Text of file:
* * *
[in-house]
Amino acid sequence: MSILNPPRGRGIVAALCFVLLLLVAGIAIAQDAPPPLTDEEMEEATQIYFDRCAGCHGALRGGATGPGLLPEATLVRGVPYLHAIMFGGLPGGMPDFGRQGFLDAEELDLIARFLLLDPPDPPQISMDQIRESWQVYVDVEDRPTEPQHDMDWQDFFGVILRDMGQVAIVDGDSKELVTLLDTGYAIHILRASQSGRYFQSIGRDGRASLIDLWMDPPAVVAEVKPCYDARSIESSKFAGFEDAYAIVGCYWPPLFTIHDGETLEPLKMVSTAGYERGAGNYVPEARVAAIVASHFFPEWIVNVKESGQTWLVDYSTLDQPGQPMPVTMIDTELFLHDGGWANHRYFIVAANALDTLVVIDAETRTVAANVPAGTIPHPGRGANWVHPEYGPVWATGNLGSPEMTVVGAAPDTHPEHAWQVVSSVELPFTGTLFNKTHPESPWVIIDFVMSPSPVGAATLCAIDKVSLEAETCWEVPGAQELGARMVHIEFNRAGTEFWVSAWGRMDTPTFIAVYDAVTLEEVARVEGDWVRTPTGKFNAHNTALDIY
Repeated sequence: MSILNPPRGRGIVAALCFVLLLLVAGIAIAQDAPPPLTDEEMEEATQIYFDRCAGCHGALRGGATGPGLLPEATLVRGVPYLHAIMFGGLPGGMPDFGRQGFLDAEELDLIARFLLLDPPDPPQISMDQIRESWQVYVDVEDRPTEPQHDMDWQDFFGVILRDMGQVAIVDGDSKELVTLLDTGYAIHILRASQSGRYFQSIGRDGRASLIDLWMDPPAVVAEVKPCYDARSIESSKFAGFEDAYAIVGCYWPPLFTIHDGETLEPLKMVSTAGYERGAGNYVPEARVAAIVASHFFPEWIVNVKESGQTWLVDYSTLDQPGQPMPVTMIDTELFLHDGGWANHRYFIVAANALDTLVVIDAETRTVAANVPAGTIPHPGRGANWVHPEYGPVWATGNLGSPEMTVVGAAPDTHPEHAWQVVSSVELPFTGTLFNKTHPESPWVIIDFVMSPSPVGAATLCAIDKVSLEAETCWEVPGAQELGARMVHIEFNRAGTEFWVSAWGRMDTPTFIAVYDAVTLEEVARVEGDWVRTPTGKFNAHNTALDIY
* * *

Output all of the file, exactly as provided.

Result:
[in-house]
Amino acid sequence: MSILNPPRGRGIVAALCFVLLLLVAGIAIAQDAPPPLTDEEMEEATQIYFDRCAGCHGALRGGATGPGLLPEATLVRGVPYLHAIMFGGLPGGMPDFGRQGFLDAEELDLIARFLLLDPPDPPQISMDQIRESWQVYVDVEDRPTEPQHDMDWQDFFGVILRDMGQVAIVDGDSKELVTLLDTGYAIHILRASQSGRYFQSIGRDGRASLIDLWMDPPAVVAEVKPCYDARSIESSKFAGFEDAYAIVGCYWPPLFTIHDGETLEPLKMVSTAGYERGAGNYVPEARVAAIVASHFFPEWIVNVKESGQTWLVDYSTLDQPGQPMPVTMIDTELFLHDGGWANHRYFIVAANALDTLVVIDAETRTVAANVPAGTIPHPGRGANWVHPEYGPVWATGNLGSPEMTVVGAAPDTHPEHAWQVVSSVELPFTGTLFNKTHPESPWVIIDFVMSPSPVGAATLCAIDKVSLEAETCWEVPGAQELGARMVHIEFNRAGTEFWVSAWGRMDTPTFIAVYDAVTLEEVARVEGDWVRTPTGKFNAHNTALDIY
Repeated sequence: MSILNPPRGRGIVAALCFVLLLLVAGIAIAQDAPPPLTDEEMEEATQIYFDRCAGCHGALRGGATGPGLLPEATLVRGVPYLHAIMFGGLPGGMPDFGRQGFLDAEELDLIARFLLLDPPDPPQISMDQIRESWQVYVDVEDRPTEPQHDMDWQDFFGVILRDMGQVAIVDGDSKELVTLLDTGYAIHILRASQSGRYFQSIGRDGRASLIDLWMDPPAVVAEVKPCYDARSIESSKFAGFEDAYAIVGCYWPPLFTIHDGETLEPLKMVSTAGYERGAGNYVPEARVAAIVASHFFPEWIVNVKESGQTWLVDYSTLDQPGQPMPVTMIDTELFLHDGGWANHRYFIVAANALDTLVVIDAETRTVAANVPAGTIPHPGRGANWVHPEYGPVWATGNLGSPEMTVVGAAPDTHPEHAWQVVSSVELPFTGTLFNKTHPESPWVIIDFVMSPSPVGAATLCAIDKVSLEAETCWEVPGAQELGARMVHIEFNRAGTEFWVSAWGRMDTPTFIAVYDAVTLEEVARVEGDWVRTPTGKFNAHNTALDIY